Ubuntu 11.04 (Natty Narwhal) has arrived, and we have the scoop on everything you need to know about Canonical's latest Linux, along with the usual review and benchmarks. Is this the change we've been waiting for, or is the Natty Narwhal a fail whale?
A couple of weeks ago, Canonical, the company behind Ubuntu, launched Ubuntu 11.04 'Natty Narwhal', one of the most highly anticipated and controversial desktop Linux distributions ever introduced. What makes Natty a landmark release is the inclusion of the brand new Canonical-developed Unity user interface. Unity replaces the GNOME 2 shell that served as Ubuntu's default UI since the distribution's inception.
The timing of Canonical's decision polarized both the Ubuntu and GNOME communities, as the GNOME project also recently finalized GNOME 3. Ubuntu 11.04 was originally slated to use GNOME 3, along with the new GNOME 3 shell, as its default GUI. The GNOME 3 shell is no less a drastic departure from GNOME 2 than Unity, and popular opinion is split in all directions.
As the most widely-used desktop Linux distribution, Ubuntu was a major driving force behind GNOME's adoption. Linux Mint is the second most popular desktop distribution, and an Ubuntu derivative. Mint will use GNOME 3 in upcoming releases, but without the GNOME 3 shell. Whether you're a fan of Unity or GNOME 3, one thing was always certain: Ubuntu was destined to change in a big way this spring.
But enough with GNOME and the political back-story; we have a whole lot of Ubuntu 11.04 to cover. This is such an atypical release that the question “What is Natty Narwhal?” cannot be answered simply.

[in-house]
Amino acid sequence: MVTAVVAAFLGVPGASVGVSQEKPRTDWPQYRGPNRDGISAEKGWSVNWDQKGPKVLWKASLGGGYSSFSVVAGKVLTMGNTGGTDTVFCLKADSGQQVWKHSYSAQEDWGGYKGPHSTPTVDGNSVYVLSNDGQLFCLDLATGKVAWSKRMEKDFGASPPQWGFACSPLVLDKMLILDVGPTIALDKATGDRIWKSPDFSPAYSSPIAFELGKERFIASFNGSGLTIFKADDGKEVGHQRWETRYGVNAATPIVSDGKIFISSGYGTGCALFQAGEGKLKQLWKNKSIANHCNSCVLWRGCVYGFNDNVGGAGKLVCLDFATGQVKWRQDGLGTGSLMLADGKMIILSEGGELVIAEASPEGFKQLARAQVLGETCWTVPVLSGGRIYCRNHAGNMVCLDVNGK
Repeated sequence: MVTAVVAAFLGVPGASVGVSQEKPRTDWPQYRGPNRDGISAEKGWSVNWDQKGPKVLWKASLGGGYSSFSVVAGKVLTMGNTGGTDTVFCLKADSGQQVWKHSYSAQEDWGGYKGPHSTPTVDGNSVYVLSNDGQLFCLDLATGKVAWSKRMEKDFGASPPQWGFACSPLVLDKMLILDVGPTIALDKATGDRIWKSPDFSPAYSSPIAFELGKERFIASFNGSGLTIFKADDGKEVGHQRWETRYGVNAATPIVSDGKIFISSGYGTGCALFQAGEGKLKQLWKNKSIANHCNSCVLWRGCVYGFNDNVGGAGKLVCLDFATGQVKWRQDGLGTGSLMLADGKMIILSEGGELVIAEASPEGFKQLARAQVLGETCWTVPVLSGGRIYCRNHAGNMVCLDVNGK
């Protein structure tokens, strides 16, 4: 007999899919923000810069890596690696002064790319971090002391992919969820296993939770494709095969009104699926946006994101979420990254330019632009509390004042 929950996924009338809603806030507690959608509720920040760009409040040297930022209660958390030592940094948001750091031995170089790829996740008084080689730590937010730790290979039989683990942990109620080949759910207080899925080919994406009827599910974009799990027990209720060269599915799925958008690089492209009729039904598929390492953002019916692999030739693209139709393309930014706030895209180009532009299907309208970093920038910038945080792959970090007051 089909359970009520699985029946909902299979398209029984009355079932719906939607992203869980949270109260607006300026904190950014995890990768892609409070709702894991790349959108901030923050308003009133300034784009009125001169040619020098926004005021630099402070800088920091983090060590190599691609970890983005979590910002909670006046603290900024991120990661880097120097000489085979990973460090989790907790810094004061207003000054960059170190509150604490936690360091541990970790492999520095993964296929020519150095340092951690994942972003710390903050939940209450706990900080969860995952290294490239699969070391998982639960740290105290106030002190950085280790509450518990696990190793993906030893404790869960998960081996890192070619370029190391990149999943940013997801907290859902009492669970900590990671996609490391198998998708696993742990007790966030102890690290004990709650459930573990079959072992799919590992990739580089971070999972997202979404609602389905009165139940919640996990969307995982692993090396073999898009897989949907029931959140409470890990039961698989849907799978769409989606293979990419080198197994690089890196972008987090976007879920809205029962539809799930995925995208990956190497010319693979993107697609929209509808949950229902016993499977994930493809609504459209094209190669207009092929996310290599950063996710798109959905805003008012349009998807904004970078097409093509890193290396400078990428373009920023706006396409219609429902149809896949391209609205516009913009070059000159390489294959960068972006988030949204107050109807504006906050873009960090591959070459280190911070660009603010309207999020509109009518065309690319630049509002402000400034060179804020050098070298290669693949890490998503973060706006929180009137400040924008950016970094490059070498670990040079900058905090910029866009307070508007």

Let's start with the meaning of Natty. Here in the States, Natty is short for Anheuser-Busch's bottom-shelf line of “Natural” beers. If you were ever a struggling student, there's a good chance you subsisted at one point on ramen and Natty Ice. Consequently, it has also come to mean cheap, trashy, or sub-par. How's that for a rough start?
And for that matter, what is a narwhal? I mean, look at that thing.
Apparently, Canonical's name for this release gets worse. The word narwhal dates back to Norse seafarers who explored the Arctic waters where this horned beast lives. Narwhal quite literally means “corpse whale” because its skin resembles a water-logged corpse. Oof. Ubuntu 11.04: Cheap, Drunk, Dead, and Bloated.
Let's hope not!
We typically bring you an Ubuntu: Benchmarked and Reviewed article every April and October, but since Unity introduces such tremendous change to Ubuntu, there's a ton of new stuff to go over. Thus, we decided to include a full-on guide to the new OS. We have an installation walkthrough, a roundup of changes to the software, a spotlight on the graphical redesigns, a Unity tour, uTouch testing, keyboard/mouse shortcuts, and even a few essential tips to get you up and running in Ubuntu 11.04.
And of course we still benchmarked the new version of Ubuntu. However, this time there is a twist. Instead of testing Natty Narwhal against its predecessor (Ubuntu 10.10 Maverick Meerkat) and the latest LTS (Ubuntu 10.04 Lucid Lynx), we replaced Maverick with Natty. That's right; since Unity is the big deal in this release, we benchmarked Ubuntu 11.04 Natty Narwhal with Unity versus Natty Narwhal with the GNOME 2 shell, now referred to as the 'Classic' interface. We took this route to see if the new GUI has any performance implications. Ubuntu 10.04 LTS is still a part of our data to provide a comparison to the latest Long Term Support release.
Before we get into the numbers, let's kick this off with an installation walkthrough of Ubuntu 11.04 Natty Narwhal.